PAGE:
The Electronic Frontier Foundation is taking the SEC to task for potentially repressive policies related to enforcement actions levied against crypto industry firms.
Free speech online is the EFF’s wheelhouse, but in a recent blog post , they’ve also addressed other matters in the cryptosphere. The criminalization of “providing an algorithm” is too broad a language for the constitutional watchdogs.
Taking issue with a specific aspect of the case against EtherDelta co-founder Zachary Coburn, the digital rights organization reminds the SEC that Coburn was within his rights to write and publish an algorithm for the decentralized cryptocurrency exchange. The regulator issued a statement on November 16, 2018, saying:
“[A]n entity that provides an algorithm, run on a computer program or on a smart contract using blockchain technology, as a means to bring together or execute orders could be providing a trading facility.”
EFF says that the broadness of this language is an existential threat to the rights of programmers everywhere – not just coders deploying illegal crypto exchanges.
“EFF today sent a public letter reminding the agency that writing and publishing code is a form of protected speech under the First Amendment, and that the courts don’t take kindly to government agencies requiring people to obtain licenses before exercising their free speech rights.”
The SEC charged that EtherDelta founder Zachary Coburn “should have known” his code would contribute to securities violations. They gave him an immediate settlement offer , which he took, that amounted to $375,000 in total. $300,000 was “disgorgement,” a term generally reserved for ill-begotten gains, and $75,000 was in fines.
“Coburn should have known that his actions would contribute to EtherDelta’s violations and thus, under Exchange ActSection 21C(a), caused EtherDelta to violate Section 5 of the Exchange Act.”
The case against Coburn concerns the EFF less than the constitutional implications raised. They’re instead concerned about the SEC’s potential to “stifle innovation.”
Indeed, the broad language used by the SEC makes it unclear exactly at which point Coburn was breaking the law.
Was it when he “provided the algorithm,” or was it when the EtherDelta contract took profits?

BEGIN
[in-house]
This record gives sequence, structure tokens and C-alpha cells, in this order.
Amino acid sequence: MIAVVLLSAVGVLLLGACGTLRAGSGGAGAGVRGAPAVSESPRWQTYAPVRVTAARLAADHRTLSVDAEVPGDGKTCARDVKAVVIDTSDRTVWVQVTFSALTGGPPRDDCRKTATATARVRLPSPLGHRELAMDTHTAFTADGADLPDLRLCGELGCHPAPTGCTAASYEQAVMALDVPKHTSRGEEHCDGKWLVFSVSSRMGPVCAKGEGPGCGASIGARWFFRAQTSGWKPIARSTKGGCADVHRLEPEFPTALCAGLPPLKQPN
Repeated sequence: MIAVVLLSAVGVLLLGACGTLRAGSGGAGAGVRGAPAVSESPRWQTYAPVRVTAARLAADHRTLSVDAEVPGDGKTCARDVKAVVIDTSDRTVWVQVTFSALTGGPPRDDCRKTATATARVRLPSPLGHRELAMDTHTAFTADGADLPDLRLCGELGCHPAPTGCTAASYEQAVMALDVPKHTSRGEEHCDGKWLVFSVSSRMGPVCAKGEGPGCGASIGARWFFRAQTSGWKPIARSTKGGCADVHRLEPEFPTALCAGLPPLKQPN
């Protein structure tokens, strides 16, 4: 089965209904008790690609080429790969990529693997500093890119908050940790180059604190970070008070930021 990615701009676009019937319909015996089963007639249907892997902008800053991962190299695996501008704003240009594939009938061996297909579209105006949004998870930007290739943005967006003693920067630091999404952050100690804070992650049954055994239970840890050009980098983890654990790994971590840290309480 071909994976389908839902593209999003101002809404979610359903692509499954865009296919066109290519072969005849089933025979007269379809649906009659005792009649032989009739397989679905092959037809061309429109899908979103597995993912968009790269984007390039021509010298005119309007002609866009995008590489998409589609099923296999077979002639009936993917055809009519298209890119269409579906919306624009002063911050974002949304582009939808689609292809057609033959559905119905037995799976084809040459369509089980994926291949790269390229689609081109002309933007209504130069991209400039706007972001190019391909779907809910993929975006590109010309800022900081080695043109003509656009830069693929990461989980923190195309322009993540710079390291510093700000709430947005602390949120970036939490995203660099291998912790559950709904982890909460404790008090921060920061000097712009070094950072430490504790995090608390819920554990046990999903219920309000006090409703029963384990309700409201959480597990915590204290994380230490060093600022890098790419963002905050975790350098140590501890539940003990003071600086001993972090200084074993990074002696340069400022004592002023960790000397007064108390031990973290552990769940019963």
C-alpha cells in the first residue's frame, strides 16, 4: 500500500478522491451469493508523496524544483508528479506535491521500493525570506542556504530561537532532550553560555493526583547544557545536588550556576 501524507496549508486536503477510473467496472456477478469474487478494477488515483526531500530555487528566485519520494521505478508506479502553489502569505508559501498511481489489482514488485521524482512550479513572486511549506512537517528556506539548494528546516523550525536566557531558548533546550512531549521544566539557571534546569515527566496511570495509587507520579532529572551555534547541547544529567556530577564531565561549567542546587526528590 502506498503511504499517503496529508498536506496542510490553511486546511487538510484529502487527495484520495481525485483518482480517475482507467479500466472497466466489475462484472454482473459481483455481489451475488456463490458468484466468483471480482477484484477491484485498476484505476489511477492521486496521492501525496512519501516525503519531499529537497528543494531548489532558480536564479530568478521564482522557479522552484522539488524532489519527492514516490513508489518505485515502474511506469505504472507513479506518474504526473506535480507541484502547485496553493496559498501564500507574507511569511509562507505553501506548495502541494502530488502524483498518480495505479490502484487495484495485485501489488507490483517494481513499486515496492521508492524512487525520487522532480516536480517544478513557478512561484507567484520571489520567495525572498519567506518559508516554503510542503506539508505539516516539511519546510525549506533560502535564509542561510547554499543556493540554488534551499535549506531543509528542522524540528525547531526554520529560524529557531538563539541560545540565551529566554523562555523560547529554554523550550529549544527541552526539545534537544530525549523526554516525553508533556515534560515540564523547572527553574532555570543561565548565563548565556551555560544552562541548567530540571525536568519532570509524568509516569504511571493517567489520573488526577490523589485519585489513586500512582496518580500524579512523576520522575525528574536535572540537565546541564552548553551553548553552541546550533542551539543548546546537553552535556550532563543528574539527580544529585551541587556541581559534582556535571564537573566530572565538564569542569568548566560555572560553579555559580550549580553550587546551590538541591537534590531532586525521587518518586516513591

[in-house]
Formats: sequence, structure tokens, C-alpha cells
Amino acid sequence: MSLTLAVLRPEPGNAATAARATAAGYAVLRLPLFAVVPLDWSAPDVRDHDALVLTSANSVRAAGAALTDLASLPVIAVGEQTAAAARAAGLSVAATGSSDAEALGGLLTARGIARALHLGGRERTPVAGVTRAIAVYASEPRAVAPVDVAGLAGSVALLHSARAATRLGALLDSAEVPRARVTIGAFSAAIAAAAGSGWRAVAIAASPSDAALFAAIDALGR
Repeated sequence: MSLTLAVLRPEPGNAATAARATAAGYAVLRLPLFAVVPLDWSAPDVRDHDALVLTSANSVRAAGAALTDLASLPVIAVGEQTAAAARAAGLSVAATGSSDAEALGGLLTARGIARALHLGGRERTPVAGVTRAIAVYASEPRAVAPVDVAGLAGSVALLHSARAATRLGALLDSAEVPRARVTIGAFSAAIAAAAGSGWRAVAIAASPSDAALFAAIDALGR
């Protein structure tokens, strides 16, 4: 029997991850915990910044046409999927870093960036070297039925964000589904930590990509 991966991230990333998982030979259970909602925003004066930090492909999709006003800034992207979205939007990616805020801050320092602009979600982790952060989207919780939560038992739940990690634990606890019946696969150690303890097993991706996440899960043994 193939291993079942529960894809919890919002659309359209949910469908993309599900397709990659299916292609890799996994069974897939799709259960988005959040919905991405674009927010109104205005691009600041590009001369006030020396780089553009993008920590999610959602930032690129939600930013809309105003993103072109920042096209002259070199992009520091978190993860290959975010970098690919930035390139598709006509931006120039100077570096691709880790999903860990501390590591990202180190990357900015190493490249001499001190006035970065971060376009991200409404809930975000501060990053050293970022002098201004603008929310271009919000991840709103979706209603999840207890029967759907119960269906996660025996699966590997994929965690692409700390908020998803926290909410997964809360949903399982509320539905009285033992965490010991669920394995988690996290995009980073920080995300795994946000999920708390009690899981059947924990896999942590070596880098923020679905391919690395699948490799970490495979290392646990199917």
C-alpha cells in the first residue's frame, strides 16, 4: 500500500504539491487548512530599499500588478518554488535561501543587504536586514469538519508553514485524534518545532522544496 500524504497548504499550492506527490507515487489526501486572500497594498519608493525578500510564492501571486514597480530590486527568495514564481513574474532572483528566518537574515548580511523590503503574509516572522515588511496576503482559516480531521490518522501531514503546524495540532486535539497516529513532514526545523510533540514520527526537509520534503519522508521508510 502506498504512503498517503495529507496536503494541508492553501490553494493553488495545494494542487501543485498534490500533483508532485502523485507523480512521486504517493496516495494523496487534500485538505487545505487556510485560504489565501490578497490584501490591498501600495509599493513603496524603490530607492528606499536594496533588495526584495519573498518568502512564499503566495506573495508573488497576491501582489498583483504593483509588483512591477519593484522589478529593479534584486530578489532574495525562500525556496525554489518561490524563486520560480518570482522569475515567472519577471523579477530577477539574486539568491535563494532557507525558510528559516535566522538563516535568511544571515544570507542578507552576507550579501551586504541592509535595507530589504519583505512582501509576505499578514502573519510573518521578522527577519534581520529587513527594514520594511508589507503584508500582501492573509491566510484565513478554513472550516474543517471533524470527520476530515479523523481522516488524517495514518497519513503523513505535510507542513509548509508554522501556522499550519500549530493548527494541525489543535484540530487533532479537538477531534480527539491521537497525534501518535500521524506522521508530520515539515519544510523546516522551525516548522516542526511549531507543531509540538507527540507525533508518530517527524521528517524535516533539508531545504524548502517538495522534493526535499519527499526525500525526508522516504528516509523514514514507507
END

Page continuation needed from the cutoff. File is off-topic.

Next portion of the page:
The SEC unilaterally treats dealing in unregistered securities as a crime, depending on the nature of your dealings.
However, writing and publishing software is a crucially important activity for the advancement of the human race. As the EFF says:
“Setting aside whatever other issues the SEC might have had with EtherDelta, there are many reasons why software that enables decentralized currency or other exchanges may be useful to consumers. That’s why it’s important that regulatory interventions today don’t stifle that innovation by claiming they can impose liability merely for the act of writing or distributing code.”
Left to its own devices, the agency could use its success against EtherDelta to justify prosecution of other open source contributors.
Most crypto projects are open source. Such contributors otherwise have no involvement in the market side of crypto. Many coders practice their craft with no expectation of financial reward.
For example, you write an API for a web language to easily interact with privacy-centric cryptocurrency Monero.
As part of another case, the government prosecutes you for providing code that helped an individual or group perform illegal activities. They say your work made it difficult for them to know money laundering was going down.
As the EFF says:
“The SEC’s broad language about ‘an entity that provides an algorithm’ could include cryptographic researchers and coders who are publishing ideas or code for debate and discussion, and working to develop systems that could benefit the public.”
Interestingly, the EFF seems to take a position on centralized versus decentralized exchanges. They note that:
“These centralized exchanges are also a target for criminals seeking to steal customer funds, and can themselves be run by unscrupulous individuals who abuse their access to customer funds and data.”
“Decentralized exchanges allow for the exchange of digital currencies using smart contracts.”
In a previous publication , EFF called on centralized Bitcoin exchanges to be more transparent. Exchanges should notify users when governments make requests for their data. But in this more recent post, the EFF clearly states that decentralized exchanges are the future of crypto trading.
Their letter to the SEC, which can be followed up with legal action (as the EFF frequently does ), wholly intends to defend the innovations that will lead to the decentralized trading future.
The players involved make this interesting. Rather than a major crypto player coming to the defense of decentralized exchanges, a non-profit organization fills the role.
This aspect speaks to the state of crypto markets.
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